“I like you, Kerry.”

He put his hands against his head and turned in place. “Don’t say that—”

“I’ve liked you from before we went out on patrol.”

He stooped turning and faced her. “Emma, you can’t.”

She looked confused. “Why can’t I like you?”

“Because you can’t. Not that way.” It wasn’t a matter of telling her the truth; it was more that he didn’t want to hurt her feelings—but he didn’t see how he could tell her the truth without hurting her feelings. “I like you as my friend. I like flying with you; I like you as my wingmate. But . . .” Just say it. “I can’t like you any more than that. Annie’s my girlfriend—”

“Don’t you mean ‘soul mate’?”

 

First off, we have the return of Captain Clueless, who wouldn’t know he was being liked until, well, there are lips upon his, or a ginger doctor telling him that a girl loves him.  And I ended last night’s writing with the “soul mate” remark, and I can hear how she says it in my head, and what comes of tonight’s writing–

Let’s just say it’ll be . . . interesting.

Power Line Math

I guess when you depends on energy to get your things written, you better hope your energy is coming uninterrupted.  Most days this isn’t a problem.

Yesterday it was.

I was just starting in on afternoon writing when the power went out.  It was just after two PM, and I had to do a  quick “Open up the laptop and save and bring it down” move before things died.  I work on a seven-year old laptop, and the battery is pretty much crap; after forty-five minutes I’m looking at a cooling hunk of metal.  So if I don’t have a power source, then I best save what I have and move on to something else.

Power was out for two hours:  it think it popped back on around four-twenty.  Power up the computer and start in on writing again–  Then it was time to go out to dinner.  So save off what I’d written after about twenty minutes, which wasn’t very much if you’re asking.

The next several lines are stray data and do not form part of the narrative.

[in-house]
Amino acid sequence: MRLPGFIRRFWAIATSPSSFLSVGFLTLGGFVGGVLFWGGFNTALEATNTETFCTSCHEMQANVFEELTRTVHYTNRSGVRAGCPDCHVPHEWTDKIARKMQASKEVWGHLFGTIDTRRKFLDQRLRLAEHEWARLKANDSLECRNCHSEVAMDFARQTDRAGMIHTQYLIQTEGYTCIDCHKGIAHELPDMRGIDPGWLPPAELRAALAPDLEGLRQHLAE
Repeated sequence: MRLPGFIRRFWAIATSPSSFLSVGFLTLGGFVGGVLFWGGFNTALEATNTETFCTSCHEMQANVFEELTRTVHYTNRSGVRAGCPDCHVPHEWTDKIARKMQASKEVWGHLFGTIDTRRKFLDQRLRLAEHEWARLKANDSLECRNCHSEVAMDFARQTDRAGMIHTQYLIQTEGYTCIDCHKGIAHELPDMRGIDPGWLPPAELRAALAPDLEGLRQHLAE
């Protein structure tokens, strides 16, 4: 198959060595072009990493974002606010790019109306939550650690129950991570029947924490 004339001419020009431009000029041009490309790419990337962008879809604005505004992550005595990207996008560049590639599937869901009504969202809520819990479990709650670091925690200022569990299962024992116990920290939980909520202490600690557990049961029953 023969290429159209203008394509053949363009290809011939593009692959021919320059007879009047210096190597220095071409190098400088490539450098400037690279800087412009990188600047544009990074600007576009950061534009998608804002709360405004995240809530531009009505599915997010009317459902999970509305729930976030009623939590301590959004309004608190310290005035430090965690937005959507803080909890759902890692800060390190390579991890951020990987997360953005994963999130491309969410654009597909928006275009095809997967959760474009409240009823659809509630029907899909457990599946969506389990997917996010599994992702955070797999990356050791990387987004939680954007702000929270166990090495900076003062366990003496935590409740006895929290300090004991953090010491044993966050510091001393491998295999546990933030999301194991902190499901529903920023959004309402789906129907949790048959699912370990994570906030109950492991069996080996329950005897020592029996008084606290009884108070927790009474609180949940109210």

Go eat, return to the house about six-ten and . . . no power.  Utility people are right across the street replacing our power box.  The juice is back on in the house at six thirty-seven, not a big deal, so I get into writing again . . . and reading a few things here and there, and chatting, but nothing out of the ordinary, right?

Finally settle into writing about seven-thirty, and I’m going along, struggling with lines, and–out go the lights, a little after eight PM.  Save what I have, shut down computer, go outside and relax in the cool air.

And thinking about what I wanted to say.

I knew the discussion my two on-stage characters were going to have.  I’d even worked out what would be said for more than a few days.  But when it comes to showing the scene, to saying what they need to say, I’m holding back.  The words I want to say don’t come as easily as before.  Particularly with this story, which I’m trying so hard to have come out, in my mine, good.

Sitting in the back yard I thought about what was being said, how people felt.  I had a lot of math coming up, stuff I worked out earlier in the day concerning numbers for the student body, and spilling that out was going to come fairly easy.  Breathing deep the gathering gloom–yes, Moody Blues there, who I once saw play in the late 1980’s–I worked out the conversation in a way that made sense, and that didn’t puzzle me now.

Power was back on right around nine-thirty, and it was back up, power up, write up.  I wrote things, I made conversation, I showed body language and sensed emotions.  I’m not necessary happy with that last part, because I feel things didn’t turn out as I wanted; some of the feeling seem forced.  So I have the file up now, and I’ll give it a quick peek to see if there’s anything I can change.

I want this story finished; I want to move on to the next thing.  This weekend feels like a good time to wrap it all up.

If the power stays on, it might actually happen.